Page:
The Sharjah-based fuel producer is now locked in last-minute negotiations with a committee of sukuk-holders on a standstill agreement over repaying the bond.
The issuer has requested creditors to declare whether they will seek to dissolve the bond, which would allow them to attempt to seize the company's assets, including concessions in Egypt and Sharjah.
"We hereby advise that a dissolution event has occurred," Dana Gas said in a statement to the London Stock Exchange, released late on Monday.
"We hereby request the certificate holders to confirm whether they wish for the trust to be dissolved."
A source familiar with the matter confirmed the default yesterday.
Agreement from a quarter of bondholders is needed to force a liquidation of the sukuk.
The creditors include the investment manager BlackRock, which holds 30.3 per cent of the sukuk. BlackRock declined to comment yesterday.
A dissolution is unlikely because of an agreement signed last month with a committee representing the majority of creditors not to pursue legal action for six months, said the source.
"Technically there is [a default], but it's irrelevant really because there was an agreement put in place at the beginning of October," he said. "As long as the discussions continue, then they're not going to seek enforcement."
Unlike multibillion-dollar restructurings at those companies, which have reverberated throughout the UAE's economy during the past years, markets expect the effects of the Dana default to be more subdued.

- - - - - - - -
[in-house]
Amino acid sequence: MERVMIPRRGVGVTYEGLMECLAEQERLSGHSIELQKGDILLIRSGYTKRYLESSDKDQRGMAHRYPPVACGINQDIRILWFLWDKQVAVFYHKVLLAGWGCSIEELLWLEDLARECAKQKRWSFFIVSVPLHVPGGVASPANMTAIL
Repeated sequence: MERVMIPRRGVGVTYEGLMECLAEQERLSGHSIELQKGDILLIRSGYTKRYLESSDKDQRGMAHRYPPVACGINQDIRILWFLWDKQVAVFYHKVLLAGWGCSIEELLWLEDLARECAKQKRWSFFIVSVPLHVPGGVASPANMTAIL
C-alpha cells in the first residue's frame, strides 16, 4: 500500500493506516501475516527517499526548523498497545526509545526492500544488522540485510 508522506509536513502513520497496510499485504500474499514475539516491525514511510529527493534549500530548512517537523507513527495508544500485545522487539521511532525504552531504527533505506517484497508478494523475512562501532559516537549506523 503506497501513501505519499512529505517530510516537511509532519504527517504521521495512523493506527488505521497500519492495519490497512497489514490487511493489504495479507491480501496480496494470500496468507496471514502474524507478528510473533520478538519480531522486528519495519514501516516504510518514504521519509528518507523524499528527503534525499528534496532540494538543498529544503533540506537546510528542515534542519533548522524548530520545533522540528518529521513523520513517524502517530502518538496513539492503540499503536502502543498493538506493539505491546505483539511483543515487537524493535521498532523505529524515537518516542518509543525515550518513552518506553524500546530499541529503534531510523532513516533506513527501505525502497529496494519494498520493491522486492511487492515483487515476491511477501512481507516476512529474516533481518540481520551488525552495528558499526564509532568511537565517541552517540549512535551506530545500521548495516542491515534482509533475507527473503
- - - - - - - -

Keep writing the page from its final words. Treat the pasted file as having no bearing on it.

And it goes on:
Shares of Dana Gas on the Abu Dhabi Securities (ADX) Exchange rose 2.5 per cent yesterday to 41 fils.
The ADX rose 0.4 per cent.
To seize the company's assets, creditors would likely need to get the backing of court orders and ministerial judgements in countries such as Egypt - a lengthy process that would likely deter creditors.
The company's assets were Dh12.1bn at the end of September, with cash of Dh516m.
Dana Gas is 21 per cent owned by Crescent Petroleum, with which it operates a joint venture in Iraqi Kurdistan alongside Hungary's MOL and Austria's OMV.
"Crescent is a private company," said Majid Jafar, the chief executive of Crescent. "It's a Dana Gas sukuk."
Investors are expected to view the latest development as an isolated event with little effect on the wider market, said Mark Watts, the head of fixed income for National Bank of Abu Dhabi.
In fact, it may even reassure international buyers by demonstrating how the UAE's insolvency regime works in practice, he added.
"Paradoxically, I think this is going to be a net positive for the UAE," he said.
"This is a great opportunity for the market and for investors in the wider region to see how a situation like this is handled in the UAE."